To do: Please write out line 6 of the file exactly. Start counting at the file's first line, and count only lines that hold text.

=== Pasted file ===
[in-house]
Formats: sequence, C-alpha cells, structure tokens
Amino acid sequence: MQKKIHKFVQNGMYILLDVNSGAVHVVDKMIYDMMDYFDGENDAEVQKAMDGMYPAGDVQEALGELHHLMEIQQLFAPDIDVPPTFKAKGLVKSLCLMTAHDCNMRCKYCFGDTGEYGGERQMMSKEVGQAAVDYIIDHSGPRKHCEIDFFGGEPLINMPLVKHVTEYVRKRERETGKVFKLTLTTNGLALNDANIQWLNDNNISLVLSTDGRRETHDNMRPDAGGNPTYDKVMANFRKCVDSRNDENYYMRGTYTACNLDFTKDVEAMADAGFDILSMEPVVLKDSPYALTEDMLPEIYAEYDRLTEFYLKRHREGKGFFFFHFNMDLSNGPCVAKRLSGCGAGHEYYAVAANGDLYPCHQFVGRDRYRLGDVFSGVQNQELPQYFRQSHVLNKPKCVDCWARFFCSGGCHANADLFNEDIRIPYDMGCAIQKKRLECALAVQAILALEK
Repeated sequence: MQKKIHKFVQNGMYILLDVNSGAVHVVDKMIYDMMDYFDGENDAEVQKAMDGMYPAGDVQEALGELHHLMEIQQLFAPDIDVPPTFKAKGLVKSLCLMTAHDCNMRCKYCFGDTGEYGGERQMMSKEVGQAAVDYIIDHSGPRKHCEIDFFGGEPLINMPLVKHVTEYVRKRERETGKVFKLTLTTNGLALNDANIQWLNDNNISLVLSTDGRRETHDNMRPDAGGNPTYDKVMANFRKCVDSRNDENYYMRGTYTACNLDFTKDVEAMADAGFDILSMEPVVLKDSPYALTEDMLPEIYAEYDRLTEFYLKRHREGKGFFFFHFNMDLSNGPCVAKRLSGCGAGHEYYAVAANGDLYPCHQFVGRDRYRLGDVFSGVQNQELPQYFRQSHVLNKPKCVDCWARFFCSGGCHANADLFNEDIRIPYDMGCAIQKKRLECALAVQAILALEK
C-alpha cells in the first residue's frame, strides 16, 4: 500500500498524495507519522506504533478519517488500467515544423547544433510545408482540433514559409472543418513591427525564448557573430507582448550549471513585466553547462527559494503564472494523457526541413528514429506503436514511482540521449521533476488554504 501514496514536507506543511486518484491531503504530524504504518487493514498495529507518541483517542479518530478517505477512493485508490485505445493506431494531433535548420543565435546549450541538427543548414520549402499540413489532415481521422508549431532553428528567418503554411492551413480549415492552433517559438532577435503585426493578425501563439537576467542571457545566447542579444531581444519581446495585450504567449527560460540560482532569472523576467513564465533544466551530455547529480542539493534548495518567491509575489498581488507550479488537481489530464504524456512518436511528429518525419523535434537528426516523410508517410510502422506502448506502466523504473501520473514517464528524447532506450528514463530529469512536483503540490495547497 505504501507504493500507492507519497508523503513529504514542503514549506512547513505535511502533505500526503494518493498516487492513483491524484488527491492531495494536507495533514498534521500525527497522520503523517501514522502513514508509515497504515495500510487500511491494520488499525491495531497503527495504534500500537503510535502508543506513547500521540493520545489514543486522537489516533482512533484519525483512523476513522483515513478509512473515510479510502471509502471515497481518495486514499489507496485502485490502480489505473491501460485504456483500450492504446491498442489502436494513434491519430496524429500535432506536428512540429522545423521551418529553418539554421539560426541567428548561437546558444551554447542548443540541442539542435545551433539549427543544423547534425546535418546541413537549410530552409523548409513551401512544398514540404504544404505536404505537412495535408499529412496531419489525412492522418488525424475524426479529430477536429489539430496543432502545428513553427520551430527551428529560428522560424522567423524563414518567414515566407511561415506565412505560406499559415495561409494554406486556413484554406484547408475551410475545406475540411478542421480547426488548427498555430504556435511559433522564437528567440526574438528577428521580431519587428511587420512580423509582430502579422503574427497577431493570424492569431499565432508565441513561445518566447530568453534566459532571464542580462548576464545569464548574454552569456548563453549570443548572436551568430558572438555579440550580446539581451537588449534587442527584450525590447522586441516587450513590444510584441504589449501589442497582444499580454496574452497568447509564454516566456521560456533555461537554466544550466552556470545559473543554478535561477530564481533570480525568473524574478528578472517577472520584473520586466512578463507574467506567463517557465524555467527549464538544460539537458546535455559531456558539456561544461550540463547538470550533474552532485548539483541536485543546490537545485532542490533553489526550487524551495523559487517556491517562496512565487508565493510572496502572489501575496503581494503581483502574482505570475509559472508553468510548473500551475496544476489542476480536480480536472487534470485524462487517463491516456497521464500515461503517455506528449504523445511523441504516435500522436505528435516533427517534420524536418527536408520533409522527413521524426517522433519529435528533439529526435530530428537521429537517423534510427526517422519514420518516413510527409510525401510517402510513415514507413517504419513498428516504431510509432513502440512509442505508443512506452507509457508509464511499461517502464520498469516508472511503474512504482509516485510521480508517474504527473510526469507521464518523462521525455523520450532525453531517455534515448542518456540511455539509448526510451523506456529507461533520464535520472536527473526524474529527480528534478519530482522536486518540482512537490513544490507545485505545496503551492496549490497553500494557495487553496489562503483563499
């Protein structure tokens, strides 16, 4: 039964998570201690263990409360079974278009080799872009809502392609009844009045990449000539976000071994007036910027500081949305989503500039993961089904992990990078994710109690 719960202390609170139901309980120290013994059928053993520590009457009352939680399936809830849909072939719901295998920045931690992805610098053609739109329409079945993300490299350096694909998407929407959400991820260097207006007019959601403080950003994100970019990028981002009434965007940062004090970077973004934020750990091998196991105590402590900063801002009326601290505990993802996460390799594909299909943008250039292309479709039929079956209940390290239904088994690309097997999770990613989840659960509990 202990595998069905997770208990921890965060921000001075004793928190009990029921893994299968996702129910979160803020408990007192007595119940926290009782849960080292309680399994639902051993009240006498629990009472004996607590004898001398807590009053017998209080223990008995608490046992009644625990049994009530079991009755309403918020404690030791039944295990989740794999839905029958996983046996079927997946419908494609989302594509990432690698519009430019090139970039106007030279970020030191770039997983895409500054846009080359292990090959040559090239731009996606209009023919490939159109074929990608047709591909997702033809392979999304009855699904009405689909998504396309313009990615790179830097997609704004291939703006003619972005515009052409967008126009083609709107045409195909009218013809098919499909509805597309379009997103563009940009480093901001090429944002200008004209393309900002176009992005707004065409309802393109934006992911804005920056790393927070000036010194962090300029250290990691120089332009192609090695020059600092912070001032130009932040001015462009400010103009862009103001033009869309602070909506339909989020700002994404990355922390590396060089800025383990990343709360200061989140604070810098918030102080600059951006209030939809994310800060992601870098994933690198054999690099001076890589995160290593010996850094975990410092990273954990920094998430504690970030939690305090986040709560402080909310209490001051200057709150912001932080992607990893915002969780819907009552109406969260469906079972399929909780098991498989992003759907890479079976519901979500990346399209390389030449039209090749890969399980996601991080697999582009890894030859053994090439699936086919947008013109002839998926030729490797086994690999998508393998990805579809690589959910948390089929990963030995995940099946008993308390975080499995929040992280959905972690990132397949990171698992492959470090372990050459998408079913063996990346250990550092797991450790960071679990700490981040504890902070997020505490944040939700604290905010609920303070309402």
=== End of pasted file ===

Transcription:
């Protein structure tokens, strides 16, 4: 039964998570201690263990409360079974278009080799872009809502392609009844009045990449000539976000071994007036910027500081949305989503500039993961089904992990990078994710109690 719960202390609170139901309980120290013994059928053993520590009457009352939680399936809830849909072939719901295998920045931690992805610098053609739109329409079945993300490299350096694909998407929407959400991820260097207006007019959601403080950003994100970019990028981002009434965007940062004090970077973004934020750990091998196991105590402590900063801002009326601290505990993802996460390799594909299909943008250039292309479709039929079956209940390290239904088994690309097997999770990613989840659960509990 202990595998069905997770208990921890965060921000001075004793928190009990029921893994299968996702129910979160803020408990007192007595119940926290009782849960080292309680399994639902051993009240006498629990009472004996607590004898001398807590009053017998209080223990008995608490046992009644625990049994009530079991009755309403918020404690030791039944295990989740794999839905029958996983046996079927997946419908494609989302594509990432690698519009430019090139970039106007030279970020030191770039997983895409500054846009080359292990090959040559090239731009996606209009023919490939159109074929990608047709591909997702033809392979999304009855699904009405689909998504396309313009990615790179830097997609704004291939703006003619972005515009052409967008126009083609709107045409195909009218013809098919499909509805597309379009997103563009940009480093901001090429944002200008004209393309900002176009992005707004065409309802393109934006992911804005920056790393927070000036010194962090300029250290990691120089332009192609090695020059600092912070001032130009932040001015462009400010103009862009103001033009869309602070909506339909989020700002994404990355922390590396060089800025383990990343709360200061989140604070810098918030102080600059951006209030939809994310800060992601870098994933690198054999690099001076890589995160290593010996850094975990410092990273954990920094998430504690970030939690305090986040709560402080909310209490001051200057709150912001932080992607990893915002969780819907009552109406969260469906079972399929909780098991498989992003759907890479079976519901979500990346399209390389030449039209090749890969399980996601991080697999582009890894030859053994090439699936086919947008013109002839998926030729490797086994690999998508393998990805579809690589959910948390089929990963030995995940099946008993308390975080499995929040992280959905972690990132397949990171698992492959470090372990050459998408079913063996990346250990550092797991450790960071679990700490981040504890902070997020505490944040939700604290905010609920303070309402």